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Polymer Review Part 4

First Published 2018 December 1

Draft 1

As I mentioned yesterday, today we’re talking about crystals. Polymers are known as semi-crystalline, because they have both crystalline and amorphous sections. Some might wonder why polymers can’t be wholly crystalline.1 As I2 have mentioned before, polymers are weird because more or less all of their strength comes from the inter-molecular forces that hold them together, as opposed to normal matter, which I have no clue how it works apparently. Anyways, if a polymer is fully crystalline, it doesn’t have any entanglements with other polymer chains, and so will become a powder, because each polymer is wholly self contained. So, in short, they can it just isn’t useful.

Semi-crystalline3 polymers are especially useful when used in applications where the Heat Distortion Temperature (HDT) is useful, because for most crystalline polymers, the HDT is far larger than the Tg. Another way to increase the HDT of a polymer is through addition of glass particles. Those increase stiffness, and effectively just shift the modulus of the material directly upwards. Since amorphous polymers lose strength so quickly around Tg, the addition of glass does nearly nothing. However, crystalline polymers lose strength more slowly, so the addition of particles is helpful.

Crystals in polymers form as lamellae, the ordered regions within a polymer. Lamellae clump together into spherulites, which are what looks like the crystal in a polymer. In order for crystals to form, the polymer must not be atactic.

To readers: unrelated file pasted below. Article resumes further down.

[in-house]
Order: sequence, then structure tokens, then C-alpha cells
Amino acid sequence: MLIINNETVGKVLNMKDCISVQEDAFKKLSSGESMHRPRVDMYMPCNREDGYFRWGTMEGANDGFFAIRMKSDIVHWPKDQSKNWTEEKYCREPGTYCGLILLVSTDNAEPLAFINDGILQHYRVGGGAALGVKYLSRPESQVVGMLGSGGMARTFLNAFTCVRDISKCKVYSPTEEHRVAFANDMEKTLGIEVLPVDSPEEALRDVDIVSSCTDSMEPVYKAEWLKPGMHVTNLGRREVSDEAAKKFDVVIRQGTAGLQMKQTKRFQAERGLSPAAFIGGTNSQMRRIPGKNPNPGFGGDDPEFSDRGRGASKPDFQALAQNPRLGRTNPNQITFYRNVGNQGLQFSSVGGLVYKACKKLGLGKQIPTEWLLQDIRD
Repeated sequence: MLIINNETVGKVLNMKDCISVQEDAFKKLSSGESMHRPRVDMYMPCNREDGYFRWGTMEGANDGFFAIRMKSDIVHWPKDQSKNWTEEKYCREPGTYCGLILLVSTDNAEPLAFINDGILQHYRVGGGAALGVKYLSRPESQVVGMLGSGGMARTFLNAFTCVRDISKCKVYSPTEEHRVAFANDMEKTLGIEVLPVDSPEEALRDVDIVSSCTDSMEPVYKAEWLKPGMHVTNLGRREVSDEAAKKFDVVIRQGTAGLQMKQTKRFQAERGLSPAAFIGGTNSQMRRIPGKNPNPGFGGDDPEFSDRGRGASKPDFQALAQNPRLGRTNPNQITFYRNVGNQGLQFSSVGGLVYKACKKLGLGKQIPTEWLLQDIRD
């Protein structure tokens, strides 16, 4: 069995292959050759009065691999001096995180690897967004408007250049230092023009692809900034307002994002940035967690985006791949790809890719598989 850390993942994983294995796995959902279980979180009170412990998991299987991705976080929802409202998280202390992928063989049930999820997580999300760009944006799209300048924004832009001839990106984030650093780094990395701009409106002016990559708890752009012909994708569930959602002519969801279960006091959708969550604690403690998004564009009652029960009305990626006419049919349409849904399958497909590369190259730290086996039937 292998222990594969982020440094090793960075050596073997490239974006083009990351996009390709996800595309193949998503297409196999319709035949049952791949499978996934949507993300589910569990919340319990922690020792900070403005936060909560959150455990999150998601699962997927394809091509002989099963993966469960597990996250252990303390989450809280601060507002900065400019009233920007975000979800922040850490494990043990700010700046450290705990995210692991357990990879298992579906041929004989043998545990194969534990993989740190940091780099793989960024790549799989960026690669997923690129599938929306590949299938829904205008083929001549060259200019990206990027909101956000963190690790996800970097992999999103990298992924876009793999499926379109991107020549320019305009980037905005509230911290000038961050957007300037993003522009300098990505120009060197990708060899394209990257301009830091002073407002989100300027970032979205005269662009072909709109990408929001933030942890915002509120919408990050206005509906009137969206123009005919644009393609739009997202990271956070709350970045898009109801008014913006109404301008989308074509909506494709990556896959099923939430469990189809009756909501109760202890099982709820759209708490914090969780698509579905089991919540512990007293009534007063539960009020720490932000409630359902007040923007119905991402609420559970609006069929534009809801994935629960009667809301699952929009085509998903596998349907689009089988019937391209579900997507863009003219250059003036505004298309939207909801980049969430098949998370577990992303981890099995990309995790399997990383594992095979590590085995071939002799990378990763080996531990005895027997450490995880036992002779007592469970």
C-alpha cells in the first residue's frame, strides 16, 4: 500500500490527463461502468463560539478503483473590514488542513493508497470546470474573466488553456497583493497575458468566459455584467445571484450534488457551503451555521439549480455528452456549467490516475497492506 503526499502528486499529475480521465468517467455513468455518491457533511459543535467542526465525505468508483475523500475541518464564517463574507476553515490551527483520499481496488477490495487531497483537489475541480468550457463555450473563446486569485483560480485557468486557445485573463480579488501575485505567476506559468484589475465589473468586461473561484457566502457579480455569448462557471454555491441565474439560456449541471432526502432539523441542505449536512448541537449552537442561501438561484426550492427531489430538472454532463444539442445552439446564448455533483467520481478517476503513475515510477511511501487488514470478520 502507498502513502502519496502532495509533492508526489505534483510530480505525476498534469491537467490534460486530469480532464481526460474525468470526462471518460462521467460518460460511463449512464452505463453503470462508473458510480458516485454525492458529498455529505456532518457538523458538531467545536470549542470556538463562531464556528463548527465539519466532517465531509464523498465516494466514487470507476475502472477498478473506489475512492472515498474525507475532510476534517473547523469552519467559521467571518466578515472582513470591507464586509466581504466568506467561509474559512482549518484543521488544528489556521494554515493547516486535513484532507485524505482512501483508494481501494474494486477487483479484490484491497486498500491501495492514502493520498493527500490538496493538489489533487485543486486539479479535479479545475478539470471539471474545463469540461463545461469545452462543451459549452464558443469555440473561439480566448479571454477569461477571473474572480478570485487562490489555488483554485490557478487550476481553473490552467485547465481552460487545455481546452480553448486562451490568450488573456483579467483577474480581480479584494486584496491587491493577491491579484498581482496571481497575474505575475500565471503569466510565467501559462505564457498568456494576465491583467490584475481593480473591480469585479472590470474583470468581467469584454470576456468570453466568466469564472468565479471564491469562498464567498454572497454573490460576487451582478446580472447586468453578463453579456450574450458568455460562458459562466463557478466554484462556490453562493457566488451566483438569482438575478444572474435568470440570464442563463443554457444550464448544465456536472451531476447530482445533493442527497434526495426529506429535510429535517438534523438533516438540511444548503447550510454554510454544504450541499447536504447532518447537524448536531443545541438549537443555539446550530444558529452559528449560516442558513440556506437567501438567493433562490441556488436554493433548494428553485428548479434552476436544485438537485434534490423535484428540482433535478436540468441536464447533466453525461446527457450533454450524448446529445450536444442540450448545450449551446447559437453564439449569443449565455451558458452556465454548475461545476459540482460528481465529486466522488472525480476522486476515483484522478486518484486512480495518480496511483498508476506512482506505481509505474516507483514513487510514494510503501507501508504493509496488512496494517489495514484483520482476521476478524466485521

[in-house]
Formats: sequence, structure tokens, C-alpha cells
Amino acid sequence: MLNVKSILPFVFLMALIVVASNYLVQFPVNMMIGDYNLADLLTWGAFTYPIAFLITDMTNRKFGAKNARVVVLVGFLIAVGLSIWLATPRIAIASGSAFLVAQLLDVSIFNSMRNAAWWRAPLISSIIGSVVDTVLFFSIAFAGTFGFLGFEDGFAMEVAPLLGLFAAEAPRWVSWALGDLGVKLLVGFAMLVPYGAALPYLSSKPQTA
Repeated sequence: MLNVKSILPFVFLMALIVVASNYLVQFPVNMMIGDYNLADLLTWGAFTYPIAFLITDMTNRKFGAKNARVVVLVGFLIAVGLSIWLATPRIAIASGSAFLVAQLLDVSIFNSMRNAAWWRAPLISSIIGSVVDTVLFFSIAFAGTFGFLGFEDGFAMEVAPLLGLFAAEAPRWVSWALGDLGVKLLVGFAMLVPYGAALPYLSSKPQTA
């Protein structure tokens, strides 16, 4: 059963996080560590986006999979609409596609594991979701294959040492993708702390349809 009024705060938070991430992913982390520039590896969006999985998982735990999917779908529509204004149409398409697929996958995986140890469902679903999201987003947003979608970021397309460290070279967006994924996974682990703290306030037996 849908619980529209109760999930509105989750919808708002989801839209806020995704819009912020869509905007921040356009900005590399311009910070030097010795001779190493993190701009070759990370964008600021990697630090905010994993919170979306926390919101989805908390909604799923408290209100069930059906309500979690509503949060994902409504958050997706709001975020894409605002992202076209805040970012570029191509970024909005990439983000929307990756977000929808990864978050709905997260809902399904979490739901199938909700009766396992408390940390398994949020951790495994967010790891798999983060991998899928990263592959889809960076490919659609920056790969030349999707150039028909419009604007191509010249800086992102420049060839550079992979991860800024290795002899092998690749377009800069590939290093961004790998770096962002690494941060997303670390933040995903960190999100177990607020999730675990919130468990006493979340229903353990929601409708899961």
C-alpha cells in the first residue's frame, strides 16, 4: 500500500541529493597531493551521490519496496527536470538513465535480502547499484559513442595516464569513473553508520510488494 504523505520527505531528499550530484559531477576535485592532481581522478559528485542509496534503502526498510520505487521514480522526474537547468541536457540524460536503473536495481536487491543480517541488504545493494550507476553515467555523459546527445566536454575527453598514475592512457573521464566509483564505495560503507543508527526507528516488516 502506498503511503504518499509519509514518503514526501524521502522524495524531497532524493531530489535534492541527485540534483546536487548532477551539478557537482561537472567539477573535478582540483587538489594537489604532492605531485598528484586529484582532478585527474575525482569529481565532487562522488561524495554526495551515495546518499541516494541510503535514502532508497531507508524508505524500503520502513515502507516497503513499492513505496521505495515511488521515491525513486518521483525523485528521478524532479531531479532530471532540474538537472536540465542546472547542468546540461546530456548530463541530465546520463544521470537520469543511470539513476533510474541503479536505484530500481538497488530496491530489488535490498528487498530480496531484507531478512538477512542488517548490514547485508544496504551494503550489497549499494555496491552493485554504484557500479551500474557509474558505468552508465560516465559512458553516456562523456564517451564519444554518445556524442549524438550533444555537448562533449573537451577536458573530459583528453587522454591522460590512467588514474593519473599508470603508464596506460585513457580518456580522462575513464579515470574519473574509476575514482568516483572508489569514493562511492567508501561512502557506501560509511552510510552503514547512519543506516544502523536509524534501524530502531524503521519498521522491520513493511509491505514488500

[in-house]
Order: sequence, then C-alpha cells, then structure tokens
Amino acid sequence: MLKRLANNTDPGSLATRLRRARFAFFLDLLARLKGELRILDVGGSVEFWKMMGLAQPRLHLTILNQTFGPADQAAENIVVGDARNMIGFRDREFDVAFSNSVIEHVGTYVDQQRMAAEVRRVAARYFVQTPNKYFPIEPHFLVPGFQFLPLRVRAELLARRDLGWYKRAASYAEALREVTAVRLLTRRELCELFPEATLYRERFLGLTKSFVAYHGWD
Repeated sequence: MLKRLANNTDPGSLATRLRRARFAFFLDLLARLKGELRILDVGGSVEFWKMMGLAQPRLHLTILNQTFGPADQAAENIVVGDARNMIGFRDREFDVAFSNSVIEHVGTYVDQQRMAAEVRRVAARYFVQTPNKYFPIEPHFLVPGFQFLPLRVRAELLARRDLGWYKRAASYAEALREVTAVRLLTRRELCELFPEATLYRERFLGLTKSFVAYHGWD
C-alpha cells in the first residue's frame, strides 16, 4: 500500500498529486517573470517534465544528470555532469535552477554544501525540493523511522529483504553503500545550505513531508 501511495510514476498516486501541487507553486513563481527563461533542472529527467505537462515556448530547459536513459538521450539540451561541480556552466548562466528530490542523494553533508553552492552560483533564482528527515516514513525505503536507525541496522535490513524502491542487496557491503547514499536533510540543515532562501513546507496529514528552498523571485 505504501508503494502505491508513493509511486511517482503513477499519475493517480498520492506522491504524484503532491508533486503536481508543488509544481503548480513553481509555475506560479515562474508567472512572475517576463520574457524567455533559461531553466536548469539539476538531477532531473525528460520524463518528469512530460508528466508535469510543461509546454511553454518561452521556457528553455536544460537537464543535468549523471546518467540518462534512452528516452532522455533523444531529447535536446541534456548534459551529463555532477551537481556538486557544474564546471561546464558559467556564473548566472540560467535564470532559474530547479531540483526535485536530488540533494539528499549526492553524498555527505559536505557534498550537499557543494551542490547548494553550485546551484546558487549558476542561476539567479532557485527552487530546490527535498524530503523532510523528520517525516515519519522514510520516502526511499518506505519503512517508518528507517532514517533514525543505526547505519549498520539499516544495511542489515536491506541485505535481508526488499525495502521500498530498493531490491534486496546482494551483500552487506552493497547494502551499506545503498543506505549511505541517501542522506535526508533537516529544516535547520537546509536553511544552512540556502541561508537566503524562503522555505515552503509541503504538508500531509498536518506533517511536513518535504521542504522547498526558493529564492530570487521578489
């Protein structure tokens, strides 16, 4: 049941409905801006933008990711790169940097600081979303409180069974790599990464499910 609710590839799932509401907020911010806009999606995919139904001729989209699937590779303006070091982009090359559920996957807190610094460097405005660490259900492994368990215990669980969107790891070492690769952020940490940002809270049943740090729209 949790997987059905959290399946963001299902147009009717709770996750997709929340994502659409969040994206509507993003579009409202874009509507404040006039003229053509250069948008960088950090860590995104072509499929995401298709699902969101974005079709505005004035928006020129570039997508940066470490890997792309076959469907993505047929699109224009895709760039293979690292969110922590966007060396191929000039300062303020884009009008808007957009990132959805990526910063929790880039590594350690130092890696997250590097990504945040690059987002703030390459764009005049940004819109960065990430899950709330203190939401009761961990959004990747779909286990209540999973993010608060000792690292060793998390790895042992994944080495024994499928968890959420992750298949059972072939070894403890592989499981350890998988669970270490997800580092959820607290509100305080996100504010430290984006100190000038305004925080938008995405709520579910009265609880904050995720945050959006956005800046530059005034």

Polymers can only crystallize when below Tm, because that’s what Tm means. When below Tm, polymer crystallization rate is affected by two factors: nucleation and growth.

Nucleation is the formation of the spherulites. It occurs more quickly the further below Tm you get, until Tg is reached, because then the polymer can’t move. Other ways to increase the rate of nucleation include strain/shear stress. In a wholly homogenous polymer, the polymer will spontaneously crystallize, but that is slow. Most polymers have a nucleating agent added to them, commonly sorbitol. But, almost anything in a polymer, including dyes, other polymers, and glass particles can also act as a nucleation point. In general, the more nucleation points there are, the smaller the final size of a spherulite.4 Small spherulite size can be beneficial, especially if it can be made smaller than the wavelength of light, so a bottle can be see through.5 The rate of nucleation increases as T drops until Tg.

The other factor, growth, is exactly what it sounds like. Once nucleated, the spherulites grow. Their growth rate is fastest somewhere between Tm and Tg, though closer to Tm. This is because as T increases, the flexibility of the polymer chain increases. That makes it easier to align, but also easier to unalign. So, by plotting the two rates together, you can find the optimal temperature to cool to in order to let a polymer crystalize.

If, after cooling below Tg, you realize the polymer needs to be more crystalline, then you can anneal it. That is, you can raise it above Tg so that the polymer can form into crystals.

Fun fact: although incredibly regular, the chain stiffness of polycarbonate is such that it is not crystalline in consumer uses because of the time required.


  1. I was one of those

  2. hopefully

  3. which may here-fore be referred to as crystalline

  4. this is also why Chem lab told me to cool my solution very slowly to make collecting crystals easier. If I could do it slowly enough, only one crystal would form

  5. optically transparent